The diagnosis of linitis plastica is difficult at the macroscopic and microscopic levels. In middle aged patients with dyspepsia, gastric malignancy should be excluded by endoscopy. At endoscopy, there may be no macroscopic ulcerative or exophytic/ polypoid lesions. A high index of suspicion should, however, be taken when abnormally large nodular gastric folds are seen and the stomach lumen is difficult to distend by the air jet. Linitis plastica is notorious for its false negative endoscopic biopsy results. Search is on for methods that increase the accuracy of the biopsies. Several methods have been described, such as endoscopic ultrasound-guided fine needle aspiration (EUS-FNA) and trucut biopsies (TCB), and EUS-guided fine needle biopsy (FNB) [2].In addition, special endoscopic biopsy techniques such as the deep and large biopsy, and the bite-on-bite and endoscopic mucosal resection (EMR) techniques were described to improve the yield of the tissue taken to 80% [3].

These techniques have the advantages of being non-invasive as well as increasing the accuracy of the biopsy. They do not require general anaesthesia. However, they require expertise to do and treat the minor complications that may occur. Such facilities are not usually available except in highly specialized hospitals. Moreover, precious time may be lost in referring patients to such facilities.

Our patient had endocopic biopsy at another health facility and also by me. Despite taking several bites at the same site in order to obtain deeper tissue, the biopsies did not succeed in obtaining malignant cells. This gave me the idea that if the cancer cells were difficult to get from the inside of the stomach, they could be easier obtained if approached from the outside of the stomach wall. Hence, it was planned to do a trucut biopsy during diagnostic laparoscopy.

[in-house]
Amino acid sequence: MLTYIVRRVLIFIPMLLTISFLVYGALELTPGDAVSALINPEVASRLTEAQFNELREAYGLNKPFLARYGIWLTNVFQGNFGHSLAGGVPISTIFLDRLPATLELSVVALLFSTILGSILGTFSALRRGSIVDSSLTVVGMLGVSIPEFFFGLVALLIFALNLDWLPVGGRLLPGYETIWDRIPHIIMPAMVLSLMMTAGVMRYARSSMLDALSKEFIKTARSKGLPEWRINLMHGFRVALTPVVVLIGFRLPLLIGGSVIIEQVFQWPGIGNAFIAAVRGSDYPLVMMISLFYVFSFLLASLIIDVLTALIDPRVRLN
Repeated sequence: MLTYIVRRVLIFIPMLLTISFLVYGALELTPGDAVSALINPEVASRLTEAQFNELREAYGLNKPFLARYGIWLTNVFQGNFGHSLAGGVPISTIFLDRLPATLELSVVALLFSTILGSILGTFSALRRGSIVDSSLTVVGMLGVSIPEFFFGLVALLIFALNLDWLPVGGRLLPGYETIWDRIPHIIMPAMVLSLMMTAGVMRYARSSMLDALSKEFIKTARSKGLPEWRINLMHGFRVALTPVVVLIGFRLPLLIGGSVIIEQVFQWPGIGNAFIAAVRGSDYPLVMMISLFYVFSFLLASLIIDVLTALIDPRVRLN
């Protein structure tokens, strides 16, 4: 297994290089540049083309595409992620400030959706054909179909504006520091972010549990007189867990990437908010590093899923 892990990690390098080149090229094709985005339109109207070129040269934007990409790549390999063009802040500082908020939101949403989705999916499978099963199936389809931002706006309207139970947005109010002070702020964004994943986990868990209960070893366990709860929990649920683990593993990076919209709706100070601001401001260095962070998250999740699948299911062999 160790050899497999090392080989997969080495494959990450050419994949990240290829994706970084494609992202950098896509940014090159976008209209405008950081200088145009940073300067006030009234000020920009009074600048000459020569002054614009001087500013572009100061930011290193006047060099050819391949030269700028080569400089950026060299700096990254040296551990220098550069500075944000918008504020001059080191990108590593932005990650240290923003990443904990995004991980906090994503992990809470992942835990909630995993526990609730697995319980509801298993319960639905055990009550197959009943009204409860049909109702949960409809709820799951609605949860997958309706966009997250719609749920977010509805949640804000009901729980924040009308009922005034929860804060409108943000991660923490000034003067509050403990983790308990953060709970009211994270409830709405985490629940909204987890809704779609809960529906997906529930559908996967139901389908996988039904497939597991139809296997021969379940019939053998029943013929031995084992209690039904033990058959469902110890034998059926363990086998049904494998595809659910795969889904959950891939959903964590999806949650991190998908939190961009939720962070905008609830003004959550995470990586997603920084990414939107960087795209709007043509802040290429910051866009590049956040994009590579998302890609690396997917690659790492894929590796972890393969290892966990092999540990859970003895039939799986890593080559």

The efficiency of TCB has been shown before. TCB with its 16- 18 G gave a high diagnostic rate 82- 100% compared to fine needle (54-67%) in abdomino-pelvic tumours [4].

The risk that TCB may cause seedling of tumour cells at its entry and exit from the abdomen has been shown by other studies to be negligible [5-8].

On the balance every effort should be done to hasten the start of therapy for these patients. Since the survival time of patients with linitis plastic is short, early diagnosis and treatment is essential. This method of LA-TCB can be done when endoscopic biopsy is negative in a patient with suspected linitis plastica. It serves to obtain tissue for histopathological examination while doing a diagnostic laparoscopy.

Conclusion

The endoscopic features of linitis plastica are subtle and a high index of suspicion should be kept in mind. Laparoscopic trucut biopsy is one of the possible diagnostic tools.

Ethical clearance:

This has been obtained from the Ethical and Research Committee at Khartoum North Teaching hospital, Sudan. The patient informed consent has also been obtained.

References